Piggy (2012) Review

Piggy (2012), directed by Kieron Hawkes, is a complex psychological and emotional undertaking. Although IMDB ratings appear quite low, I believe that they misunderstood the intent, or the purpose of this film. From my knowledge and experience, I've come to see movies of this psychological complexity having multiple vantage points, or perspectives.

There are quite a few ways you can look at this film: 1) from the view of Joe, 2) Piggy and/or 3) from the historical track record of Joe and what it means in respect to Piggy's sudden appearance. I don't intend to ruin the movie for you, and it's never been my intention to begin with to spoil it, but you'll know exactly what I mean when you watch it.

Sometimes I wonder if the director was referring to the Piggy from William Golding's novel Lord of the Flies (1954). This book basically describes a microscopic world of children stranded on an island, desparately seeking an order to unify them to a single cause: to find a way off the island and establish as much order as possible.

Piggy's intellect benefits the group only through Ralph; he acts as Ralph's adviser. He cannot be the leader himself because he lacks leadership qualities and has no rapport with the other boys. Piggy relies on the power of social convention. He believes that holding the conch gives him the right to be heard. He believes that upholding social conventions produces results.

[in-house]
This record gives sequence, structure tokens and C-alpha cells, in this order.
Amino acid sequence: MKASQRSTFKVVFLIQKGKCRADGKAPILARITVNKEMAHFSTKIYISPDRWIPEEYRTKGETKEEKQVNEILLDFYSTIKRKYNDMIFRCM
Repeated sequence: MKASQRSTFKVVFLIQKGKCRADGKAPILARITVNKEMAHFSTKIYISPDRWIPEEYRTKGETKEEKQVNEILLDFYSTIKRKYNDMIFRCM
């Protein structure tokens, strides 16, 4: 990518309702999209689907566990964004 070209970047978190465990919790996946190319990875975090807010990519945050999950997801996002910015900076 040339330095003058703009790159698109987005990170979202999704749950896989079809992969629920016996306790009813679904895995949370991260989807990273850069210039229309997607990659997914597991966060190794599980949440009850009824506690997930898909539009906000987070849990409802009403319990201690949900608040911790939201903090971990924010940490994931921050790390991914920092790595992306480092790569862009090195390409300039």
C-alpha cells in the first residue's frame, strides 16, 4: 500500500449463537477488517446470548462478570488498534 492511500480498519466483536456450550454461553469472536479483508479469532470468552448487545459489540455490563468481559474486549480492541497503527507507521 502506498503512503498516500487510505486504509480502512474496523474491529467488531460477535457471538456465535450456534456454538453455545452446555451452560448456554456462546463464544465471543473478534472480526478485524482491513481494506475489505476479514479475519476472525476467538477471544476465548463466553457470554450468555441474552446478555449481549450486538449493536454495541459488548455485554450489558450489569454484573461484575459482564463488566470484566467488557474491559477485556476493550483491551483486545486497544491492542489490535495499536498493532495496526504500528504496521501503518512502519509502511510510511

Read more about Piggy here on the Wikipedia Entry

Interestingly, the Piggy we know in this film portrays something similar to the Piggy we see in Lord of the Flies. Both Piggies are interested in reinforcing an order, based solely on social conventions, except in Golding's version we find a more positive, less violent approach.

Despite his violent urge, Piggy is seeking a justice that is, in a way, perverse. Justice means standing up for the idea of justice, not typically justice in terms of what we understand. The reason why I am unsure whether he actually exists or not, or if it's primarily based on Joe's perspective, is that of his sudden appearance as a consequence of Joe's brother's death and his subsequent sudden appearance.

Joe led a routine-based life: wake up, go to work, do drugs, and sleep. Pretty average and normal life for Joe, except when his brother dies and then I think that is when he begins to blur the world of reality and imaginary. It's hard to believe that Piggy is real, even though he teaches Joe how to stand up for himself.

My question is this: after learning of his brother's death, did he flip and become Piggy? Is Piggy a manifestation or does he really exist? Watch the movie and find out, maybe you'll have a totally different take on it!

comments powered by Disqus